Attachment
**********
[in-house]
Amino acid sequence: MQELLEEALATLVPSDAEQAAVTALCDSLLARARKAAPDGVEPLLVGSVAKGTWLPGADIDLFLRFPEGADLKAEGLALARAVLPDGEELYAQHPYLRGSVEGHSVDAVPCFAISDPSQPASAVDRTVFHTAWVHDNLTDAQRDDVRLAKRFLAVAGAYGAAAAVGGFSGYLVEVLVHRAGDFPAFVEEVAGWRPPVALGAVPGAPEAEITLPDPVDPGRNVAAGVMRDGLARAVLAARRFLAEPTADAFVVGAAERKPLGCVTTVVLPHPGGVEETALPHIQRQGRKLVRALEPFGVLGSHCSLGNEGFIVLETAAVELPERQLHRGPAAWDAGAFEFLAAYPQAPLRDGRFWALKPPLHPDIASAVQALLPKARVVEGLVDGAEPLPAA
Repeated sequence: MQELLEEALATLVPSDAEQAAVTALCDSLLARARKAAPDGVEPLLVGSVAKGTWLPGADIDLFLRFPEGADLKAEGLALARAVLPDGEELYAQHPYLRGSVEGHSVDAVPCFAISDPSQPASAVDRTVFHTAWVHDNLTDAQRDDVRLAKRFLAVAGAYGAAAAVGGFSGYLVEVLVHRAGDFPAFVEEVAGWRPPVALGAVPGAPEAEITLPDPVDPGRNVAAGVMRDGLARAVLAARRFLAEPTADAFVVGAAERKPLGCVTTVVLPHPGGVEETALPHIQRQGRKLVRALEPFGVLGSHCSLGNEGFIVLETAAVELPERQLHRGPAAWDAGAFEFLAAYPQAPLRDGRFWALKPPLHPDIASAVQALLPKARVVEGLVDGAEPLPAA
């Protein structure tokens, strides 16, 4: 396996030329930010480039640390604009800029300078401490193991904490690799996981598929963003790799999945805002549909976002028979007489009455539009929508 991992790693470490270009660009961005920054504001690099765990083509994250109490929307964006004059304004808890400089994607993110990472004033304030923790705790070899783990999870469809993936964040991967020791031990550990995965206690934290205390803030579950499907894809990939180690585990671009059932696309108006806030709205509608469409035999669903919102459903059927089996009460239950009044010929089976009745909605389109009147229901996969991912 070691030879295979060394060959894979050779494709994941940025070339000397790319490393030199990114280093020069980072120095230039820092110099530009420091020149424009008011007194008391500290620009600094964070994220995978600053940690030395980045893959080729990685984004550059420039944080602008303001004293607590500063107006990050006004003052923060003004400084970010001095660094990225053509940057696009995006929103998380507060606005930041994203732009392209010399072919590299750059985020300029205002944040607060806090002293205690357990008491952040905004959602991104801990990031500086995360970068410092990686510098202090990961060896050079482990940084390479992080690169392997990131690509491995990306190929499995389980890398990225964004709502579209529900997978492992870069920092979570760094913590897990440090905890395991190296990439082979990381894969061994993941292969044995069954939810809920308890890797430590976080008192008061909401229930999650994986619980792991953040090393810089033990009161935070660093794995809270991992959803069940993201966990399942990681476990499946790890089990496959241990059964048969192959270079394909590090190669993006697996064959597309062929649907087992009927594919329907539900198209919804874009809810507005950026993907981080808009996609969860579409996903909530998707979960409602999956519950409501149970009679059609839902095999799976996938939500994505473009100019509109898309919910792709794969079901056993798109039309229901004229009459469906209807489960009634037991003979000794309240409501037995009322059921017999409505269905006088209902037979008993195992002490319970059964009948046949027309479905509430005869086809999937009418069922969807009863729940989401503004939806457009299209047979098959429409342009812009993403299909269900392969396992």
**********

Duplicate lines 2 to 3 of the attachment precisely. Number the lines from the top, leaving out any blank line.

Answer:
Amino acid sequence: MQELLEEALATLVPSDAEQAAVTALCDSLLARARKAAPDGVEPLLVGSVAKGTWLPGADIDLFLRFPEGADLKAEGLALARAVLPDGEELYAQHPYLRGSVEGHSVDAVPCFAISDPSQPASAVDRTVFHTAWVHDNLTDAQRDDVRLAKRFLAVAGAYGAAAAVGGFSGYLVEVLVHRAGDFPAFVEEVAGWRPPVALGAVPGAPEAEITLPDPVDPGRNVAAGVMRDGLARAVLAARRFLAEPTADAFVVGAAERKPLGCVTTVVLPHPGGVEETALPHIQRQGRKLVRALEPFGVLGSHCSLGNEGFIVLETAAVELPERQLHRGPAAWDAGAFEFLAAYPQAPLRDGRFWALKPPLHPDIASAVQALLPKARVVEGLVDGAEPLPAA
Repeated sequence: MQELLEEALATLVPSDAEQAAVTALCDSLLARARKAAPDGVEPLLVGSVAKGTWLPGADIDLFLRFPEGADLKAEGLALARAVLPDGEELYAQHPYLRGSVEGHSVDAVPCFAISDPSQPASAVDRTVFHTAWVHDNLTDAQRDDVRLAKRFLAVAGAYGAAAAVGGFSGYLVEVLVHRAGDFPAFVEEVAGWRPPVALGAVPGAPEAEITLPDPVDPGRNVAAGVMRDGLARAVLAARRFLAEPTADAFVVGAAERKPLGCVTTVVLPHPGGVEETALPHIQRQGRKLVRALEPFGVLGSHCSLGNEGFIVLETAAVELPERQLHRGPAAWDAGAFEFLAAYPQAPLRDGRFWALKPPLHPDIASAVQALLPKARVVEGLVDGAEPLPAA